Open Access

Pushing the envelope to reduce sedation in critically ill patients

Critical Care201014:339

https://doi.org/10.1186/cc9339

Published: 09 December 2010

Article details

Evidence-based Medicine Journal Club

Edited by: Sachin Yende. University of Pittsburgh Department of Critical Care Medicine

Expanded Abstract

Citation

Strom T, Martinussen T, Toft P: A protocol of no sedation for critically ill patients receiving mechanical ventilation: a randomized trial. Lancet 2010, 375:475-480 [1].

Background

Standard treatment of critically ill patients undergoing mechanical ventilation is continuous sedation. Daily interruption of sedation has a beneficial effect, and in the general intensive care unit of Odense University Hospital, Denmark, standard practice is a protocol of no sedation. We aimed to establish whether duration of mechanical ventilation could be reduced with a protocol of no sedation versus daily interruption of sedation.

Methods

Of 428 patients assessed for eligibility, we enrolled 140 critically ill adult patients who were undergoing mechanical ventilation and were expected to need ventilation for more than 24 h. Patients were randomly assigned in a 1:1 ratio (unblinded) to receive: no sedation (n = 70 patients); or sedation (20 mg/mL propofol for 48 h, 1 mg/mL midazolam thereafter) with daily interruption until awake (n = 70, control group). Both groups were treated with bolus doses of morphine (2.5 or 5 mg). The primary outcome was the number of days without mechanical ventilation in a 28-day period, and we also recorded the length of stay in the intensive care unit (from admission to 28 days) and in hospital (from admission to 90 days). Analysis was by intention to treat. This study is registered with ClinicalTrials.gov, number NCT00466492.

Findings

27 patients died or were successfully extubated within 48 h, and, as per our study design, were excluded from the study and statistical analysis. Patients receiving no sedation had significantly more days without ventilation (n = 55; mean 13.8 days, SD 11.0) than did those receiving interrupted sedation (n = 58; mean 9.6 days, SD 10.0; mean difference 4.2 days, 95% CI 0.3-8.1; p = 0.0191). No sedation was also associated with a shorter stay in the intensive care unit (HR 1.86, 95% CI 1.05-3.23; p = 0.0316), and, for the first 30 days studied, in hospital (3.57, 1.52-9.09; p = 0.0039), than was interrupted sedation. No difference was recorded in the occurrences of accidental extubations, the need for CT or MRI brain scans, or ventilator-associated pneumonia. Agitated delirium was more frequent in the intervention group than in the control group (n = 11, 20% vs. n = 4, 7%; p = 0.0400).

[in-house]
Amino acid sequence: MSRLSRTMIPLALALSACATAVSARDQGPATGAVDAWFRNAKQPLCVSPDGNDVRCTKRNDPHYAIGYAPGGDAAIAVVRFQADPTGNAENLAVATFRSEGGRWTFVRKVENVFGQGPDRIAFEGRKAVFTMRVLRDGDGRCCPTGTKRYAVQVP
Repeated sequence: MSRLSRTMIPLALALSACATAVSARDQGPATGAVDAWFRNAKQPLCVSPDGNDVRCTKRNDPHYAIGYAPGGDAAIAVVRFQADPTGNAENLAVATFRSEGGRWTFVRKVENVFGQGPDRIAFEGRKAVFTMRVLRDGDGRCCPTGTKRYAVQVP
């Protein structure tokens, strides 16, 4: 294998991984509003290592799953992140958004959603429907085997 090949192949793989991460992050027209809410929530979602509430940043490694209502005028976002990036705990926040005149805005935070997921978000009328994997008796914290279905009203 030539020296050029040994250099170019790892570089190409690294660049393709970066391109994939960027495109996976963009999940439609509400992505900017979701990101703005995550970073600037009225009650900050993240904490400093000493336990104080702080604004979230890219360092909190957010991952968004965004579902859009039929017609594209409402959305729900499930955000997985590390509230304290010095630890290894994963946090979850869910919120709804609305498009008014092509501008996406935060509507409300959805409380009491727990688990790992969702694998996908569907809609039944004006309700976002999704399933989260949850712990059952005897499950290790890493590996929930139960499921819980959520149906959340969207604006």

Interpretation

No sedation of critically ill patients receiving mechanical ventilation is associated with an increase in days without ventilation. A multicentre study is needed to establish whether this effect can be reproduced in other facilities.

Commentary

Critically ill patients who require mechanical ventilation are often given continuous intravenous sedative infusion to maintain comfort, improve patient-ventilator interaction, decrease pain and anxiety, avoid self injury and allow safe completion of invasive procedures [2]. Unfortunately, administration of continuous sedative infusion has been associated with unintended consequences. These consequences include but are not limited to longer duration of mechanical ventilation, longer intensive care unit (ICU) length of stay, ventilator-associated complications and cognitive deficits, such as delirium and post traumatic stress disorder [3]. In 2000, Kress et al. clearly demonstrated that daily interruption of sedative drug infusion decreased the duration of mechanical ventilation and the length of intensive care unit stay [4]. The last two decades have been marked by studies aimed at decreasing sedation for critically ill patients using validated sedation scales to titrate therapies and new pharmacological agents such as dexmedetomidine [5, 6].